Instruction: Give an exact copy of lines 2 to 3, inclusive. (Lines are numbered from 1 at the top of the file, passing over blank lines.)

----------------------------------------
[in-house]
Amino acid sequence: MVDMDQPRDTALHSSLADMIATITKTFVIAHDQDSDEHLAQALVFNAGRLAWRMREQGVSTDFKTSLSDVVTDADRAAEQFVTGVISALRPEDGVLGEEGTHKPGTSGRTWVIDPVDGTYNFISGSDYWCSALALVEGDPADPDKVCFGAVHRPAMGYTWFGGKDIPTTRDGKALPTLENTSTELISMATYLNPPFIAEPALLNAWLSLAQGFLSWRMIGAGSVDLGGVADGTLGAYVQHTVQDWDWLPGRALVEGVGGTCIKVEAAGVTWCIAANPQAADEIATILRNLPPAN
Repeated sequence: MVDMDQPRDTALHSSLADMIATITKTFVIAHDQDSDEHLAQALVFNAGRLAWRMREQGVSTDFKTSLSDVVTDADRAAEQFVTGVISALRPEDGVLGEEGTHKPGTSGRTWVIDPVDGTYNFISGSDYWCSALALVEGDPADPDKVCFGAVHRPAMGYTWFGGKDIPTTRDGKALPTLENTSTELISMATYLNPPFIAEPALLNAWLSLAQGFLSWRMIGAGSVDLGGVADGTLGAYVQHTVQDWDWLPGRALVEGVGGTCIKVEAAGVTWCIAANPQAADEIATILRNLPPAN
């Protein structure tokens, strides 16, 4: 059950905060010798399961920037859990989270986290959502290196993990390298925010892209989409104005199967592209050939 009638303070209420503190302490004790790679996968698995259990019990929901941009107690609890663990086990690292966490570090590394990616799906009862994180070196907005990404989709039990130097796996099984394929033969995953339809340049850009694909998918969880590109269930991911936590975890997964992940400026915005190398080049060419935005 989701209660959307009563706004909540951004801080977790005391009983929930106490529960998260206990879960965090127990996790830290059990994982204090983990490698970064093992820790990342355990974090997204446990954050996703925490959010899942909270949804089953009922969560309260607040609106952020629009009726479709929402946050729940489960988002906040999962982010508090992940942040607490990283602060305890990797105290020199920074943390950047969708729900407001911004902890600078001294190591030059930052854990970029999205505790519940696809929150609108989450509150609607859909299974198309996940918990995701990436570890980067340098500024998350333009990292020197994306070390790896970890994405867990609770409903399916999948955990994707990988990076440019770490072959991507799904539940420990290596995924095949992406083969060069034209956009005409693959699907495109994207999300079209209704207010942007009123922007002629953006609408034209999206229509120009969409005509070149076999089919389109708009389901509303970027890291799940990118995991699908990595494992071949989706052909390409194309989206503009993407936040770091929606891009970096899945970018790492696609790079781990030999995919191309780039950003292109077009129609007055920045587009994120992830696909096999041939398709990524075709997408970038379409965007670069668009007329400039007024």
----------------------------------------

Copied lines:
Amino acid sequence: MVDMDQPRDTALHSSLADMIATITKTFVIAHDQDSDEHLAQALVFNAGRLAWRMREQGVSTDFKTSLSDVVTDADRAAEQFVTGVISALRPEDGVLGEEGTHKPGTSGRTWVIDPVDGTYNFISGSDYWCSALALVEGDPADPDKVCFGAVHRPAMGYTWFGGKDIPTTRDGKALPTLENTSTELISMATYLNPPFIAEPALLNAWLSLAQGFLSWRMIGAGSVDLGGVADGTLGAYVQHTVQDWDWLPGRALVEGVGGTCIKVEAAGVTWCIAANPQAADEIATILRNLPPAN
Repeated sequence: MVDMDQPRDTALHSSLADMIATITKTFVIAHDQDSDEHLAQALVFNAGRLAWRMREQGVSTDFKTSLSDVVTDADRAAEQFVTGVISALRPEDGVLGEEGTHKPGTSGRTWVIDPVDGTYNFISGSDYWCSALALVEGDPADPDKVCFGAVHRPAMGYTWFGGKDIPTTRDGKALPTLENTSTELISMATYLNPPFIAEPALLNAWLSLAQGFLSWRMIGAGSVDLGGVADGTLGAYVQHTVQDWDWLPGRALVEGVGGTCIKVEAAGVTWCIAANPQAADEIATILRNLPPAN